Introducing The Jesuit Post on Patheos

[C]ommunication is ultimately a human rather than technological achievement.
— Pope Francis

Welcome to The Jesuit Post on Patheos.

Two brothers talking on tin cans

More than a technological achievment
Image: pio3/Shutterstock

The Jesuit Post is a project of Jesuits in formation, exploring ways to use digital media and the web for evangelization. We cover everything from bad pop songs to serious spiritual writing to commentary on politics and culture, and we’ve just celebrated the second birthday of our main site.

Since day one, our aim has been to show that far from being a set of blinders, real faith helps us see our world more clearly, more generously, and more hopefully than we would otherwise. We’ve tried to make the case that when we look around the world — and even the web — we keep seeing God already at work.

As we set up shop here at Patheos, we’re looking to get more involved in the back-and-forth of the blogosphere. We want to engage more deeply in the conversations — about current events in the Church, about faith and atheism, about the interplay between religion, politics, and culture — that make Patheos such an active and important part of the web.

We also want to help improve those conversations. We’d like this blog to help people understand each other better across differences in theological and philosophical styles and (we hope) even across the gap between belief and non-belief. We’d like to set the standard for ourselves of being primarily interested in understanding what other people are saying and not just why we might disagree with them.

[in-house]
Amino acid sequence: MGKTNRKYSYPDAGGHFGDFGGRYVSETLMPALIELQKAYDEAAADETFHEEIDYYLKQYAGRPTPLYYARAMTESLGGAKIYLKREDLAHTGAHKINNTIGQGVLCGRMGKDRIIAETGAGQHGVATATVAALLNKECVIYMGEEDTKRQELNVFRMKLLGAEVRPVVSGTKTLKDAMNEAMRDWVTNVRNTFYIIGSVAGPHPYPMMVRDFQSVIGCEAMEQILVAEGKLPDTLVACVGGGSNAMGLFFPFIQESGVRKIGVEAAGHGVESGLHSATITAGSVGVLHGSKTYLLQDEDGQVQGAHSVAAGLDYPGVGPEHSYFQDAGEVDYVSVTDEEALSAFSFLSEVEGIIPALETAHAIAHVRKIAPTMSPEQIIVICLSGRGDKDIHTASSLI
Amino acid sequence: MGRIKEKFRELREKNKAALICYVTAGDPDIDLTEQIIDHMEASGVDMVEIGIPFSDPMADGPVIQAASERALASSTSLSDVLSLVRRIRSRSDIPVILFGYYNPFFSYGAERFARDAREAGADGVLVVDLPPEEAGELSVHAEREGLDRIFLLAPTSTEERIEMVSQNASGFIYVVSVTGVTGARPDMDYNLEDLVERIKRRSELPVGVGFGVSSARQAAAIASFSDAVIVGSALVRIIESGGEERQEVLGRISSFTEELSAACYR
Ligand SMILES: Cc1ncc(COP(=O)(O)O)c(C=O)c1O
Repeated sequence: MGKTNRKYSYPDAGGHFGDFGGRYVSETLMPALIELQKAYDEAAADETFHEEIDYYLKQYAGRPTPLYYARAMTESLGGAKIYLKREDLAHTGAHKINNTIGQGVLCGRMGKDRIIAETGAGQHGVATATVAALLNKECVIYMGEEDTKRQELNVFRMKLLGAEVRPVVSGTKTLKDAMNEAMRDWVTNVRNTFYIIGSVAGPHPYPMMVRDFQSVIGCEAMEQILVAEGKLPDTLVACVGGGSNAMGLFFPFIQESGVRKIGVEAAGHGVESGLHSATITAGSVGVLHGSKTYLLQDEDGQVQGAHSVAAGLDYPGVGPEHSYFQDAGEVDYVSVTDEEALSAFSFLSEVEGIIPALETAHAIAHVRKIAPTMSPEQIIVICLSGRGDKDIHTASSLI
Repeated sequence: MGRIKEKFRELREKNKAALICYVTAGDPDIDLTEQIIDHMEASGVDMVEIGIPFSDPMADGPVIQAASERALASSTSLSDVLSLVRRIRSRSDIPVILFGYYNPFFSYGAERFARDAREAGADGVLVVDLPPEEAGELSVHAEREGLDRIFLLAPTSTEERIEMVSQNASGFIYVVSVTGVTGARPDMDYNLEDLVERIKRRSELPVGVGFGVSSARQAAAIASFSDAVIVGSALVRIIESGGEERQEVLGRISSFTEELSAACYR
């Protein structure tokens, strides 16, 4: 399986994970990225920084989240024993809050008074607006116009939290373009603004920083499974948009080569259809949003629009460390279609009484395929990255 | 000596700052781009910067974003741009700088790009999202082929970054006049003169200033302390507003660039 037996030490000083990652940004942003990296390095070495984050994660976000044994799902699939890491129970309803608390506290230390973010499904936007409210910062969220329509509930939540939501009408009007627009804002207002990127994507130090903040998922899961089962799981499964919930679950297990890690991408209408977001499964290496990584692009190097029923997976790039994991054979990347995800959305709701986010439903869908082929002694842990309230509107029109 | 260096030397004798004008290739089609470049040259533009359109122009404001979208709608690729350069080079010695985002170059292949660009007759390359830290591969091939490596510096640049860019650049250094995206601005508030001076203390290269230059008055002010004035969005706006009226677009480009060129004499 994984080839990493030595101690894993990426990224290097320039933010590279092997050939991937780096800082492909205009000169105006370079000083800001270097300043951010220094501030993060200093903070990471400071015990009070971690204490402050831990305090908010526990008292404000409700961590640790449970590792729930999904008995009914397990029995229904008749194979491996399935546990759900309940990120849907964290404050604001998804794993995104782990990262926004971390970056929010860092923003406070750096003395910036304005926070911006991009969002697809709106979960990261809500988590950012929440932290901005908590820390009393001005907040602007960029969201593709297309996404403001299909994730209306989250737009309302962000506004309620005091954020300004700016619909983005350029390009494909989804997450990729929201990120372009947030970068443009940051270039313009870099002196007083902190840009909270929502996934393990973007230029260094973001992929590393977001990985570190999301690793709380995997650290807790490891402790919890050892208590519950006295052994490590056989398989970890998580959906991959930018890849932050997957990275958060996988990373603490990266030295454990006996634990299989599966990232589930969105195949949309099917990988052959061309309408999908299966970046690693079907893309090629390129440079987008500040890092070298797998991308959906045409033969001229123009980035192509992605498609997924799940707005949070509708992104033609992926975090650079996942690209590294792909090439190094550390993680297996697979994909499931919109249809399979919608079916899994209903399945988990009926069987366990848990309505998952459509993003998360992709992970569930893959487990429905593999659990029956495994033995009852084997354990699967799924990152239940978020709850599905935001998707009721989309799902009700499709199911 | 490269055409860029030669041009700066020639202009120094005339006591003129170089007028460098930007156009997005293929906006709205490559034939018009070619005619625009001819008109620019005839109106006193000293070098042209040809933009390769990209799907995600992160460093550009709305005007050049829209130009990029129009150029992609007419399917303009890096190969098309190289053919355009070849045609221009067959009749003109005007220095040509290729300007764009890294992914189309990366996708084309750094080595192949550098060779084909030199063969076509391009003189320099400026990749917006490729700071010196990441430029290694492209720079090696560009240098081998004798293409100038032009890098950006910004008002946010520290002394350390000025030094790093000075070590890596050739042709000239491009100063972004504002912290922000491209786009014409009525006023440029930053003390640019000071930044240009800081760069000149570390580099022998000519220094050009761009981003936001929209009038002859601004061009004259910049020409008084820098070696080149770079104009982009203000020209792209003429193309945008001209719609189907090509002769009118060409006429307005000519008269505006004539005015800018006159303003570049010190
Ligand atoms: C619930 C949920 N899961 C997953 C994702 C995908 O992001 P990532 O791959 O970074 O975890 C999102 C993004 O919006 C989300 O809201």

In other words, TJP on Patheos aims to be about the work of reconciliation. “Reconciling the estranged” has been a primary part of the mission of the Jesuits since our founding. In the 16th century, that took the form of mediating feuds in Italian villages; more recently, it’s involved work with former gang members in Los Angeles.

What does reconciliation look like on the web? It means figuring out why people are talking past each other while fighting over the contraception mandate, or why our politics seems always to fall short of our hopes, or what it might mean when the Advocate names Pope Francis person of the year. It means, as Elizabeth Scalia (who invited us to Patheos) has pointed out, refusing the easy rhetoric of “thems” and “theys” and remembering that lack of love leads to desolation on the web as much as anywhere else. It means taking seriously the possibility that God is at work in those with whom we disagree — and may be at work to change us as much as them. What does that look like in the back-and-forth of the blogosphere? That’s what we’re here to find out.

Or, as Pope Francis put it in his World Communications Day message: “Keeping the doors of our churches open also means keeping them open in the digital environment so that people, whatever their situation in life, can enter, and so that the Gospel can go out to reach everyone. … In the area of communications too, we need a Church capable of bringing warmth and of stirring hearts.”

During the coming days, we’ll be introducing the TJP on Patheos team in more detail and we’ll jump into the conversation with other bloggers here on Patheos and the wider web. At the same time, there will still be plenty of new pieces going up at the main TJP site, and we’ll be posting links to and excerpts of some of the best stuff there on this blog.

Please say hello in the comments, and help us get started with a link to some of the conversations we ought to be paying attention to.

 

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